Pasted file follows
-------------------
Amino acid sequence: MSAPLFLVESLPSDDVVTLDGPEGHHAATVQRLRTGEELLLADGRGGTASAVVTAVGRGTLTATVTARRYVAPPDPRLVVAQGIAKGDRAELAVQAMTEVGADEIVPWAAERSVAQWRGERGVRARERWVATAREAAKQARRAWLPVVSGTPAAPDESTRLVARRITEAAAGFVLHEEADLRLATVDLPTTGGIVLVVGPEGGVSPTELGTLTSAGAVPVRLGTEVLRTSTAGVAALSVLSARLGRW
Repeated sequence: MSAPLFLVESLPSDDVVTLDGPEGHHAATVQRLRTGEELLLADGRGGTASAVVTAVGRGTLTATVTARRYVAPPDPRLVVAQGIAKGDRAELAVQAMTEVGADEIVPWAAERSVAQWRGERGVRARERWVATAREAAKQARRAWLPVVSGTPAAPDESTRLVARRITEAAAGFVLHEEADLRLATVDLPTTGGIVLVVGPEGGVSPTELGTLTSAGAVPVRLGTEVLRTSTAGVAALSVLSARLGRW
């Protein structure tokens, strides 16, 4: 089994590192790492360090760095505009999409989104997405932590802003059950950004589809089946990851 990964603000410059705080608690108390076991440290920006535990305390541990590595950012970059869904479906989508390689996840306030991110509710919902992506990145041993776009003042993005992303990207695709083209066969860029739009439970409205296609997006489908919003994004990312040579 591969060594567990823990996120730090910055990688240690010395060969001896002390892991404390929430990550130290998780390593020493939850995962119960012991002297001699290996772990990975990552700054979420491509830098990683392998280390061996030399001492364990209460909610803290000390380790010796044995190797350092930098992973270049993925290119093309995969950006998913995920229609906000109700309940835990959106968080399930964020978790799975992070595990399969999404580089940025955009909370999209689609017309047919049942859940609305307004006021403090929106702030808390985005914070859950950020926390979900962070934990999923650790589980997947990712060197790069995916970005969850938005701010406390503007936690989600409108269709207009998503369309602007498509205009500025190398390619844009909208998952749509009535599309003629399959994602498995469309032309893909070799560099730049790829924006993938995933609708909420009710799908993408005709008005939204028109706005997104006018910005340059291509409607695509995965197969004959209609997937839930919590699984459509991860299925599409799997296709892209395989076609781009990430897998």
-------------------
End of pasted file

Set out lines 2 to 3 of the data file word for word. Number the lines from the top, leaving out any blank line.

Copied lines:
Repeated sequence: MSAPLFLVESLPSDDVVTLDGPEGHHAATVQRLRTGEELLLADGRGGTASAVVTAVGRGTLTATVTARRYVAPPDPRLVVAQGIAKGDRAELAVQAMTEVGADEIVPWAAERSVAQWRGERGVRARERWVATAREAAKQARRAWLPVVSGTPAAPDESTRLVARRITEAAAGFVLHEEADLRLATVDLPTTGGIVLVVGPEGGVSPTELGTLTSAGAVPVRLGTEVLRTSTAGVAALSVLSARLGRW
């Protein structure tokens, strides 16, 4: 089994590192790492360090760095505009999409989104997405932590802003059950950004589809089946990851 990964603000410059705080608690108390076991440290920006535990305390541990590595950012970059869904479906989508390689996840306030991110509710919902992506990145041993776009003042993005992303990207695709083209066969860029739009439970409205296609997006489908919003994004990312040579 591969060594567990823990996120730090910055990688240690010395060969001896002390892991404390929430990550130290998780390593020493939850995962119960012991002297001699290996772990990975990552700054979420491509830098990683392998280390061996030399001492364990209460909610803290000390380790010796044995190797350092930098992973270049993925290119093309995969950006998913995920229609906000109700309940835990959106968080399930964020978790799975992070595990399969999404580089940025955009909370999209689609017309047919049942859940609305307004006021403090929106702030808390985005914070859950950020926390979900962070934990999923650790589980997947990712060197790069995916970005969850938005701010406390503007936690989600409108269709207009998503369309602007498509205009500025190398390619844009909208998952749509009535599309003629399959994602498995469309032309893909070799560099730049790829924006993938995933609708909420009710799908993408005709008005939204028109706005997104006018910005340059291509409607695509995965197969004959209609997937839930919590699984459509991860299925599409799997296709892209395989076609781009990430897998």